Brooklyn Dodgers
Spring Training at Bear Mountain

     It was spring training, World War II style. With soldiers and sailors traveling to stateside bases or overseas embarkation points, and civilians journeying to jobs at munitions plants far from their homes, the nation's railroads were jammed. Federal authorities suggested that the 16 major league baseball teams help ease travel burdens by shifting spring training to the East or Midwest -- the majors' terrain then -- and dropping the barnstorming trips home by rail from southern and western training camps. Eager to present a patriotic image, baseball happily complied. Starting in 1943 and continuing for the next two wartime springs, major leaguers battled frigid temperatures, rain and snow on a spring-training map stretching from New England to Missouri.

     The Brooklyn Dodgers set up headquarters in New York's Hudson Valley at the Bear Mountain Inn, a cozy establishment with pool tables, fireplaces and dessert specialties like Stewed Mixed Fruits Fitzsimmons in honor of the Dodger pitcher known as Fat Freddie. When the weather turned surly, Branch Rickey, the Dodger general manager, arranged for workouts at the batting cage in the steam-heated West Point field house, a five-mile bus trip from Bear Mountain. ''Mr. Rickey had three or four ball fields behind the inn,'' Clyde King, a teenage pitcher with the wartime Dodgers, recalled recently from the Yankees' spring camp in Tampa, Fla., where he was serving as a special assistant. ''We'd be working out, and in back, on Hessian Lake, there would be ice skating.'' King remembered how ''I played checkers at night before the fireplace with Mr. Rickey. I played him 10 times and I beat him once.'' And Dearie Mulvey, a member of the Dodgers' ownership, ''played the piano while we'd sing songs.''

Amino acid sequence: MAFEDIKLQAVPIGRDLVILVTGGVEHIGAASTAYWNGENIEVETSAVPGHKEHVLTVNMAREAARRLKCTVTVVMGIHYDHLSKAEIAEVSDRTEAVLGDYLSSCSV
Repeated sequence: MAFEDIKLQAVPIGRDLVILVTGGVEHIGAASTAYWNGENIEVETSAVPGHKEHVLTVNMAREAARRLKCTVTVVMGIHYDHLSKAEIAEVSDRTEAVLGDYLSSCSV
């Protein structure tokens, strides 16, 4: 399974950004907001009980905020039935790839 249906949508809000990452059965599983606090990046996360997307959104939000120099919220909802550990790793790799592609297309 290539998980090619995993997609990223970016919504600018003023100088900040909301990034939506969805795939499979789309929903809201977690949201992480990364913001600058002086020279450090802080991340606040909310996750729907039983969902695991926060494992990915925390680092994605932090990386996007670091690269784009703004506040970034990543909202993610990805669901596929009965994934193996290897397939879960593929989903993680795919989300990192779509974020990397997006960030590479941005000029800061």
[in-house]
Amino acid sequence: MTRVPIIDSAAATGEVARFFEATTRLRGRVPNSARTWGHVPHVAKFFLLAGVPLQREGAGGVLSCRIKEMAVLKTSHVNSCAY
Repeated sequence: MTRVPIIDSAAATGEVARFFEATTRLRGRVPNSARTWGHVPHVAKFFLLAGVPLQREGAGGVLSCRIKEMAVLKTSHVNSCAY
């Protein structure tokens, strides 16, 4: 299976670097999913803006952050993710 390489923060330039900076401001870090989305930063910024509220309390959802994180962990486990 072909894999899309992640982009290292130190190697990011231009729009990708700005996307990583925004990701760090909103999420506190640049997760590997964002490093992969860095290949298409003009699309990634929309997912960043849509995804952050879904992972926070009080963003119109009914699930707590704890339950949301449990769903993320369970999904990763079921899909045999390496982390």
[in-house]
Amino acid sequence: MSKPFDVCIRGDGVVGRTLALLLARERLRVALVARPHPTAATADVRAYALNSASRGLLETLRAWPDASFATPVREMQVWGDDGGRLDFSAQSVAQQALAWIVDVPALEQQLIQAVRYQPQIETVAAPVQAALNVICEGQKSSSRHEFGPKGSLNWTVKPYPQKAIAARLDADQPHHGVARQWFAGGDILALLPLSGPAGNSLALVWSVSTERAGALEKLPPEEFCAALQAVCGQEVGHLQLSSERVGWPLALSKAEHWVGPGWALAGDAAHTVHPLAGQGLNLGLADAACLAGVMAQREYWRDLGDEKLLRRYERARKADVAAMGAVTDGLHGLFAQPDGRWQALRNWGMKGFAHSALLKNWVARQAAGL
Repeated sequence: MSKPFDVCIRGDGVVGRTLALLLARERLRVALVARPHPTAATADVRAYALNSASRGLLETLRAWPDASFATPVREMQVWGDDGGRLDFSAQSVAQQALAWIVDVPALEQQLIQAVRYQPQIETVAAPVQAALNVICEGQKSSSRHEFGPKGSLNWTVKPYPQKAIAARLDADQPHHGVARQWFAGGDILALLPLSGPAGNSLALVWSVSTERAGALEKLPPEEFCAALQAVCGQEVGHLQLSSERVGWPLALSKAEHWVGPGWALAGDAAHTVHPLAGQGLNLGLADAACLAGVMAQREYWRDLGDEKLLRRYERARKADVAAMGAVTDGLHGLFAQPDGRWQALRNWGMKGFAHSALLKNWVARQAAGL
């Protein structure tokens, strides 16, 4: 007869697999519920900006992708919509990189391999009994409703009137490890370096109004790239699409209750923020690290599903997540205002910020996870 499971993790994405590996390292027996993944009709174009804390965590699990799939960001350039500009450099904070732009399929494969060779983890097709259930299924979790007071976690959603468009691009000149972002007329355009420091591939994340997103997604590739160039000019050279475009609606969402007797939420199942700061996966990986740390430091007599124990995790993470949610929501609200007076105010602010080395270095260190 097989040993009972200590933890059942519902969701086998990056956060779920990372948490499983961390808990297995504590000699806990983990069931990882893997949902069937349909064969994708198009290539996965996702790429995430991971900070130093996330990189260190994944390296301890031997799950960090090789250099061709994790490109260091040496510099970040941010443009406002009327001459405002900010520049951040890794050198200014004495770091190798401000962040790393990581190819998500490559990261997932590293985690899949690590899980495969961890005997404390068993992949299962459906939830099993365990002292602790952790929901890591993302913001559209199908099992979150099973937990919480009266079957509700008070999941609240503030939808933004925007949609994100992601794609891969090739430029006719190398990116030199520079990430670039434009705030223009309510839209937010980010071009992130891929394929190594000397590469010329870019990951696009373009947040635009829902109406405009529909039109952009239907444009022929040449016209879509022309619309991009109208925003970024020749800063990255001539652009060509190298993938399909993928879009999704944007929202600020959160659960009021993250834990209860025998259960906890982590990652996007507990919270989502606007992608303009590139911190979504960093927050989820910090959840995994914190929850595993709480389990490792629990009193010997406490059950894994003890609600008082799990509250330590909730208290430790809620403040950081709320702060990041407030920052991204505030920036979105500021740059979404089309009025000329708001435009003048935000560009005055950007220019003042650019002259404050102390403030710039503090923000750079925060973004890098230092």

excerpt taken from :  BASEBALL; When the Boys of Summer Were the Boys of Winter
Published: March 16, 2004